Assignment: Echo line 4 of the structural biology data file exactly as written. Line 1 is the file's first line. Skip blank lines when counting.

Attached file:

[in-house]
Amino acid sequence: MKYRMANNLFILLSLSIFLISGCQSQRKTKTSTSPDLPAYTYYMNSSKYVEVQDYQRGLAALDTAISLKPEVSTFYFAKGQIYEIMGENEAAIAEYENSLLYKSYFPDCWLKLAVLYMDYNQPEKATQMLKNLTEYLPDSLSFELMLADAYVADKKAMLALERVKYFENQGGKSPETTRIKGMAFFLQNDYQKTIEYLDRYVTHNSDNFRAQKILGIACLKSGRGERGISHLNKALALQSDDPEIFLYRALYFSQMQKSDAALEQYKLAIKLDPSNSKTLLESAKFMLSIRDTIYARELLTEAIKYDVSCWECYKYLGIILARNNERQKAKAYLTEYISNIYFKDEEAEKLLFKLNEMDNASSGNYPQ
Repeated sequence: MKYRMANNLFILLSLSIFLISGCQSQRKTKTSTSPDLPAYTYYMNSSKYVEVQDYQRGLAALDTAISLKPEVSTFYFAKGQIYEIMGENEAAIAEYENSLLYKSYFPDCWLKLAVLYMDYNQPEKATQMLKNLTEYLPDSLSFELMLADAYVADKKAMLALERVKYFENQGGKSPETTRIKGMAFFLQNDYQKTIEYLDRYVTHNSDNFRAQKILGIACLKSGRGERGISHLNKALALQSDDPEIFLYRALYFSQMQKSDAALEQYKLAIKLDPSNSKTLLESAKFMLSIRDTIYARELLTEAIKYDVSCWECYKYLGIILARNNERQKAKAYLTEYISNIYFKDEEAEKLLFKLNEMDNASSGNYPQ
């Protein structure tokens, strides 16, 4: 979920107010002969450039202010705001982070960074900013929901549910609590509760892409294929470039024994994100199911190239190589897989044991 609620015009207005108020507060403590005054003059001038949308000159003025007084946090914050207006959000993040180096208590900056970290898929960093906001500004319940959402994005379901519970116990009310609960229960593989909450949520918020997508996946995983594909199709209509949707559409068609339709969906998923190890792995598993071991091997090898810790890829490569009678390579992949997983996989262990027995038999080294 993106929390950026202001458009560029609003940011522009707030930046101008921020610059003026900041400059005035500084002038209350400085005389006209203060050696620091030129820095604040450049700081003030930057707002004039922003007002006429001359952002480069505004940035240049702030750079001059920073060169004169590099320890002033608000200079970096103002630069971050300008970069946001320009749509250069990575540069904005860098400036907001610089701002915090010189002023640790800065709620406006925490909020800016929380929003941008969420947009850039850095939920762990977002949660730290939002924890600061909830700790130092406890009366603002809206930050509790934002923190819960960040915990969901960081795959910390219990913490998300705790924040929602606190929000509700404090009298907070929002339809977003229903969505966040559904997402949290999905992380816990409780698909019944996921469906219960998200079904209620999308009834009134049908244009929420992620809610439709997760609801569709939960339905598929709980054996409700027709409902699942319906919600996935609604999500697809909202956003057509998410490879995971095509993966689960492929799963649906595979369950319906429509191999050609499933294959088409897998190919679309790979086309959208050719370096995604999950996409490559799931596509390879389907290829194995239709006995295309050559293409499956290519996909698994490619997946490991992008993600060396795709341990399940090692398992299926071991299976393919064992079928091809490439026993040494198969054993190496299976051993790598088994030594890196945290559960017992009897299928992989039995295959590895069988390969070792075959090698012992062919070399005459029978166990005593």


């Protein structure tokens, strides 16, 4: 979920107010002969450039202010705001982070960074900013929901549910609590509760892409294929470039024994994100199911190239190589897989044991 609620015009207005108020507060403590005054003059001038949308000159003025007084946090914050207006959000993040180096208590900056970290898929960093906001500004319940959402994005379901519970116990009310609960229960593989909450949520918020997508996946995983594909199709209509949707559409068609339709969906998923190890792995598993071991091997090898810790890829490569009678390579992949997983996989262990027995038999080294 993106929390950026202001458009560029609003940011522009707030930046101008921020610059003026900041400059005035500084002038209350400085005389006209203060050696620091030129820095604040450049700081003030930057707002004039922003007002006429001359952002480069505004940035240049702030750079001059920073060169004169590099320890002033608000200079970096103002630069971050300008970069946001320009749509250069990575540069904005860098400036907001610089701002915090010189002023640790800065709620406006925490909020800016929380929003941008969420947009850039850095939920762990977002949660730290939002924890600061909830700790130092406890009366603002809206930050509790934002923190819960960040915990969901960081795959910390219990913490998300705790924040929602606190929000509700404090009298907070929002339809977003229903969505966040559904997402949290999905992380816990409780698909019944996921469906219960998200079904209620999308009834009134049908244009929420992620809610439709997760609801569709939960339905598929709980054996409700027709409902699942319906919600996935609604999500697809909202956003057509998410490879995971095509993966689960492929799963649906595979369950319906429509191999050609499933294959088409897998190919679309790979086309959208050719370096995604999950996409490559799931596509390879389907290829194995239709006995295309050559293409499956290519996909698994490619997946490991992008993600060396795709341990399940090692398992299926071991299976393919064992079928091809490439026993040494198969054993190496299976051993790598088994030594890196945290559960017992009897299928992989039995295959590895069988390969070792075959090698012992062919070399005459029978166990005593």